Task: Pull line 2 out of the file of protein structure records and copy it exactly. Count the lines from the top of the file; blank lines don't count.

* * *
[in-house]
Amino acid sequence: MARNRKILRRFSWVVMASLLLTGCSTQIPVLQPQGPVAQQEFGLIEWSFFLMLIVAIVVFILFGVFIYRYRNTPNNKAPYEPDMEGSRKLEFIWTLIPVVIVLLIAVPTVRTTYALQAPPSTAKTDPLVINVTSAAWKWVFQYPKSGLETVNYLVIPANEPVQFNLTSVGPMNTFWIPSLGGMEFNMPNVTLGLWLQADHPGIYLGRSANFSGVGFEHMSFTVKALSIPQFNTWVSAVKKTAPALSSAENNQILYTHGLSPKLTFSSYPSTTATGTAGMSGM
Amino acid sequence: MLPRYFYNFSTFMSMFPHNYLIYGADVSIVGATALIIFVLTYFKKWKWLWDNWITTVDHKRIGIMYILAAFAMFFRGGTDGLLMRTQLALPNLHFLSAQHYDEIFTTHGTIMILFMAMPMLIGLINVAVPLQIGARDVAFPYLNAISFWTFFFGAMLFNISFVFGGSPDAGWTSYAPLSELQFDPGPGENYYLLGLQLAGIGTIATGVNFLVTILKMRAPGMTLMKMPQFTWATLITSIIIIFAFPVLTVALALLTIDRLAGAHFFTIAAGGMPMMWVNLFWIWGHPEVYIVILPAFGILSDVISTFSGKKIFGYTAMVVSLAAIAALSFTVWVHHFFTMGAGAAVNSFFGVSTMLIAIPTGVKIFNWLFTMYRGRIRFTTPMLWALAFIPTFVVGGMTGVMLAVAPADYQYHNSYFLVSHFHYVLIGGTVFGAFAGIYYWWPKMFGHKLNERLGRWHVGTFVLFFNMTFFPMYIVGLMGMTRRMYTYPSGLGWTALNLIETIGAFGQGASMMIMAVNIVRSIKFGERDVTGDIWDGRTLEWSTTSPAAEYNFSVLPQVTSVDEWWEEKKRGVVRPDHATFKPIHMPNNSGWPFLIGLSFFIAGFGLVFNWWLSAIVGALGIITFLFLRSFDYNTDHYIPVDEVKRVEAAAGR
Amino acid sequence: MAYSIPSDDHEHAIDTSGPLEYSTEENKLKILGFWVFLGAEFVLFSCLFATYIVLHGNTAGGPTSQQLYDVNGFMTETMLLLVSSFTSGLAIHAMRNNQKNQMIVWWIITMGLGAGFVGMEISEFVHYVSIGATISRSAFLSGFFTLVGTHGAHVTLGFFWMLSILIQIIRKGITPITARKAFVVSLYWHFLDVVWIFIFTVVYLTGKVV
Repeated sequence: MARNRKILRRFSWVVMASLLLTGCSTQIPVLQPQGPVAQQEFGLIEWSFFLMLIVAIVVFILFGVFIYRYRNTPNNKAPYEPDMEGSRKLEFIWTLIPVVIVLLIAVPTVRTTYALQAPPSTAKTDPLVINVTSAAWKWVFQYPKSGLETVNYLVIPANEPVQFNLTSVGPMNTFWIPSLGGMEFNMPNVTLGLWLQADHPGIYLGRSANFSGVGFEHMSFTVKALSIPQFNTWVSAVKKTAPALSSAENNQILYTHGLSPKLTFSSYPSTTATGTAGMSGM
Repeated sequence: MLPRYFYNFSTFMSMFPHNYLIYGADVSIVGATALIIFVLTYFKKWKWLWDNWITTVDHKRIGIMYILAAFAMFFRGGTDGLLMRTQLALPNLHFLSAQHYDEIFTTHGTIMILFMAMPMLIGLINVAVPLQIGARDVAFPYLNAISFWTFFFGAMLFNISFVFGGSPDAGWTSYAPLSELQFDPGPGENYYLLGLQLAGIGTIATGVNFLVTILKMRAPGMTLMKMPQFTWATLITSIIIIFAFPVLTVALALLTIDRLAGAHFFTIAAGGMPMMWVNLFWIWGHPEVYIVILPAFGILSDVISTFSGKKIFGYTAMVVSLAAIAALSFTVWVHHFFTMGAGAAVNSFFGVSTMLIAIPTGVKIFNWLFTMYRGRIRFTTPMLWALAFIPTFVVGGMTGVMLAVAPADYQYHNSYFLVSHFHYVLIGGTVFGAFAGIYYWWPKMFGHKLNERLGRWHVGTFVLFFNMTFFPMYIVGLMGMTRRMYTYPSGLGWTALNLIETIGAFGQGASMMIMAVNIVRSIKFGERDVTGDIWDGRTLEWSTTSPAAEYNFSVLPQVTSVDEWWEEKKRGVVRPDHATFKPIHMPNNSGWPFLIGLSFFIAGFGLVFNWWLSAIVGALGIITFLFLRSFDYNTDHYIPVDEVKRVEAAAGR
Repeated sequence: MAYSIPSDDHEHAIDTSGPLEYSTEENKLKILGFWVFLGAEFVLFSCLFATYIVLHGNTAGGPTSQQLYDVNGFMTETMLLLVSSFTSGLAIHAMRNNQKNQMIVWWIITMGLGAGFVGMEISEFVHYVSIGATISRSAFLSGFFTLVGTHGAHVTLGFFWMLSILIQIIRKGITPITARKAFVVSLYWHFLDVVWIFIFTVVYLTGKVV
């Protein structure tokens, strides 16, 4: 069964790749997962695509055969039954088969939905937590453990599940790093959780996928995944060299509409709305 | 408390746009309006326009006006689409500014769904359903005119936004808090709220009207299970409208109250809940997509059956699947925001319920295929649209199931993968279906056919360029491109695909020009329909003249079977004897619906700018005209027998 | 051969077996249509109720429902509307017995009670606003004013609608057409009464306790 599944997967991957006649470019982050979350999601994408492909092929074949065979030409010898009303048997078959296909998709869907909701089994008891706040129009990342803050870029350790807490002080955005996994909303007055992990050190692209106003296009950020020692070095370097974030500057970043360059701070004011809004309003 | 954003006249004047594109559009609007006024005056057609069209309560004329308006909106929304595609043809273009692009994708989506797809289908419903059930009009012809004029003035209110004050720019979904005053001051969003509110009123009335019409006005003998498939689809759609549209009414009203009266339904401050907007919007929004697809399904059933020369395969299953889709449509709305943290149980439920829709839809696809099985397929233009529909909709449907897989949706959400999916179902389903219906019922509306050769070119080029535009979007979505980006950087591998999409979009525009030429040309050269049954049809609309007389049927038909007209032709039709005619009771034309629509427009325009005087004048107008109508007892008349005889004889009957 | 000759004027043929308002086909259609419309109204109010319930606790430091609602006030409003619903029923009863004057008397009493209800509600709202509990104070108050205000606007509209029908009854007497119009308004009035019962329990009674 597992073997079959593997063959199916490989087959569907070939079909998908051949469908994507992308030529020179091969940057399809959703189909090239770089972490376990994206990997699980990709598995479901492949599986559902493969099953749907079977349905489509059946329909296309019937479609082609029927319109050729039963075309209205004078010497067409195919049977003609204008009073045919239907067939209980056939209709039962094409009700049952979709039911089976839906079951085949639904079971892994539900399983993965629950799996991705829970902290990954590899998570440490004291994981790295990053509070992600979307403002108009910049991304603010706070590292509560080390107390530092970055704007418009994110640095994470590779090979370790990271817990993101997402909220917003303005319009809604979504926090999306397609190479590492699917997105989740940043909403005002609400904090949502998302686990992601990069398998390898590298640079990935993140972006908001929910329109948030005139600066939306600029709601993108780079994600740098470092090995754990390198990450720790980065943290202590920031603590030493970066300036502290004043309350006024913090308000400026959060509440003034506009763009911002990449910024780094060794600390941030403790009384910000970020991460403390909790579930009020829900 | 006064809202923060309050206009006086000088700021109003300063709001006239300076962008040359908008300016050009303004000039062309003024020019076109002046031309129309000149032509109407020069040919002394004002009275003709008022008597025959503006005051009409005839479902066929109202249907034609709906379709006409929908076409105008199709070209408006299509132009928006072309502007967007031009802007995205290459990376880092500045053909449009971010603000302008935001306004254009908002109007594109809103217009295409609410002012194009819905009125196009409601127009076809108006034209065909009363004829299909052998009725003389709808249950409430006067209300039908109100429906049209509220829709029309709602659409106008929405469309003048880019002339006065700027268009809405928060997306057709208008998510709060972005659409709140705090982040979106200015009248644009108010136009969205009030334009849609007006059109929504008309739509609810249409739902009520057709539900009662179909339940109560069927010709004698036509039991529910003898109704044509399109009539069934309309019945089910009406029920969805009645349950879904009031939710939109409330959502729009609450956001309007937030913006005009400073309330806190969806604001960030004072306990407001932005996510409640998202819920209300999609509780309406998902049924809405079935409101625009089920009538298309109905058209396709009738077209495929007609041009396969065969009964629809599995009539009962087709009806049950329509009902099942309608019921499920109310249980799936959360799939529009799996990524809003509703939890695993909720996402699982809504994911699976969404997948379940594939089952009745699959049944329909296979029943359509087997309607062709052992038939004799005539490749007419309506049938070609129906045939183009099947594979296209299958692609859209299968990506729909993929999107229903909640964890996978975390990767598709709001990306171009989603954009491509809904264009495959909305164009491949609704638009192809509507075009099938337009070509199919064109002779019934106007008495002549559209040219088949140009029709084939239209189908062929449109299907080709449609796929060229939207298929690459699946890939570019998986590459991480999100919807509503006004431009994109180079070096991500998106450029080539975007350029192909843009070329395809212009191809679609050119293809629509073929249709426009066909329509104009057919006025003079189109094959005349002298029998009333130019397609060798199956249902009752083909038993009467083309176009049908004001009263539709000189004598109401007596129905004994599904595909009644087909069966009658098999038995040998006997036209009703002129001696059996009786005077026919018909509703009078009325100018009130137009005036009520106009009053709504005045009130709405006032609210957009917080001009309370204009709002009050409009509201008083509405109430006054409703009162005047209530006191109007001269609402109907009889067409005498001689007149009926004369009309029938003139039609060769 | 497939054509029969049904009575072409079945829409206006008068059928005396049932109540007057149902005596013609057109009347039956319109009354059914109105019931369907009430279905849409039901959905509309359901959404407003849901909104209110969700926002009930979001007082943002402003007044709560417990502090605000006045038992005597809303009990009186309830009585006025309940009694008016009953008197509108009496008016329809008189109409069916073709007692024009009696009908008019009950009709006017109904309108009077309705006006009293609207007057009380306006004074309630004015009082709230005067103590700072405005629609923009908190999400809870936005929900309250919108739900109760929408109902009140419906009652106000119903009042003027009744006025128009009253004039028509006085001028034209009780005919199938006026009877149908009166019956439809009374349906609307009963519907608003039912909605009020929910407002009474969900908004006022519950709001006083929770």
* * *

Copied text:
Amino acid sequence: MARNRKILRRFSWVVMASLLLTGCSTQIPVLQPQGPVAQQEFGLIEWSFFLMLIVAIVVFILFGVFIYRYRNTPNNKAPYEPDMEGSRKLEFIWTLIPVVIVLLIAVPTVRTTYALQAPPSTAKTDPLVINVTSAAWKWVFQYPKSGLETVNYLVIPANEPVQFNLTSVGPMNTFWIPSLGGMEFNMPNVTLGLWLQADHPGIYLGRSANFSGVGFEHMSFTVKALSIPQFNTWVSAVKKTAPALSSAENNQILYTHGLSPKLTFSSYPSTTATGTAGMSGM